It doesn’t matter a damn if you, or people in Westminster who represent you, think people should just sort themselves out. The point is that they can’t. There are too many financial traps and not enough money. People aren’t able to get to a point where they can start afresh.
Staying housed, battling bailiffs, fighting councils for housing, sorting out benefit sanctions and paying rent arrears, fines and DWP loans really is a full time job. Benefits are constantly threatened and sanctioned by the DWP. Housing benefit and paying rent becomes a mess when people shift their claims to Universal Credit. People end up with rent arrears because their local housing allowance doesn’t cover their private sector rent. They are charged court costs for eviction and struggle to get council help for a new place. They work up rent arrears because they spend some of their monthly Universal Credit on a more immediate debt, or even - gasp - on a couple of hamburgers, or a bottle of booze, or whatever. You can see why people buy those things. Might as well 'splurge' (if splurge is the word for spending a fiver on a takeout) on occasional pleasures.
I see plenty of that sort of Why Not nihilism. I completely get it. So should everyone. A fiver here and there hardly matters when you owe your housing provider a grand or several hundred to the courts and you’re still going backwards. People are paying council tax arrears. They're paying back loans to the DWP which go on and on. The letters and demands pour through the door. They're in hock to the state and its providers forever. That’s the point. The system isn’t helping these people. It owns them. They can’t get out, because they’re not allowed out. It’s time that the political class stopped insisting they try.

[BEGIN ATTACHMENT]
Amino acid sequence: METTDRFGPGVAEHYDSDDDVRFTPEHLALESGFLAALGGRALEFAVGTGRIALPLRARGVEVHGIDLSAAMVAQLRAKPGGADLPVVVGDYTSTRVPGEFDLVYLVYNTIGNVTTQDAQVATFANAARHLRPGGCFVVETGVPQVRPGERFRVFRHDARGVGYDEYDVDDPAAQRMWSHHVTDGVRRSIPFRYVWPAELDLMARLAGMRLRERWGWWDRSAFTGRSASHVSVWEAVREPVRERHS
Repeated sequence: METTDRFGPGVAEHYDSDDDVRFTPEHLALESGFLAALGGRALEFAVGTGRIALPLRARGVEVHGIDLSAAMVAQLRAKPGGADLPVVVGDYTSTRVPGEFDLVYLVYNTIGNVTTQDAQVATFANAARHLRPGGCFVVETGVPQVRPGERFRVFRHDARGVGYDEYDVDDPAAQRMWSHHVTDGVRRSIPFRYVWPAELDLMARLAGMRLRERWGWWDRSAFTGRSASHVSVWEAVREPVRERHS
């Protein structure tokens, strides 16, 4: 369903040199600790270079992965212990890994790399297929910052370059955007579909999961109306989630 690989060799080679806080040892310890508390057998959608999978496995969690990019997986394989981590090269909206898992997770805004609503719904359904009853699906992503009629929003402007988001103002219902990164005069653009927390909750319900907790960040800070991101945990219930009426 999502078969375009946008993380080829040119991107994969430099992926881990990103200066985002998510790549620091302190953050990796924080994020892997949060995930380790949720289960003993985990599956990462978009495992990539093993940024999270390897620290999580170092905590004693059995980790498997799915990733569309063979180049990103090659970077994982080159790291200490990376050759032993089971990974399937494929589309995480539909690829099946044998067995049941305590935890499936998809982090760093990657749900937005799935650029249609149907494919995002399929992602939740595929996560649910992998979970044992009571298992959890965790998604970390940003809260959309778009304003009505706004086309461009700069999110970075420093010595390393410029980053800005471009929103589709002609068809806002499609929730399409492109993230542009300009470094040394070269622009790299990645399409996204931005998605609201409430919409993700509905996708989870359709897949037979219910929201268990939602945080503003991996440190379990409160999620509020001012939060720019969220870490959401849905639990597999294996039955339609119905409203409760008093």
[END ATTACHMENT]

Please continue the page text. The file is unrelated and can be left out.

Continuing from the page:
The public sector systems that people must use to try and keep things afloat are in meltdown a lot of the time. I regularly meet people - especially at food banks - whose benefits are sanctioned. Quite often, they aren’t sure why their benefits were stopped, or how long they must wait until they restart. Unexplained variations in benefit payments are also a difficulty. The woman in this story didn’t know from week to week how much the DWP would deduct from her benefit for a loan repayment. All these issues can take ages to sort out because the bureaucracies running them have been cut to the bone. You can spend ages on hold when you ring councils or the DWP. Jobcentres rarely help solve people’s problems on the spot.
People are never going to get themselves out of these holes. They'll never clear their repayments, debts and loans. They'll never have the two, three, four, or five grand that they need to get back on track, even if they get work. The work people find is too low paid to make a meaningful dent.
These “systems” should be binned. Any politician can rattle on about ending austerity - and by god, politicians of all stripes do these days - but there needs to be more. People need a chance to restart. They also need to be noticed.
Labour has had much to say in recent months - not all of it coherent - about dealing with student fees and debt. I’m sure that's not at all a cynical ploy to attract younger voters.
I want to see vigorous rhetoric about writing off debts that are destroying people who are on benefits and who rely on the public sector. Dealing with these issues would mean showing a real commitment to groups of people who don’t always vote, or work, and who we've been strongly encouraged to dismiss. I wonder when their debts and costs will become a political priority.
Kate Belgrave is a freelance journalist who blogs here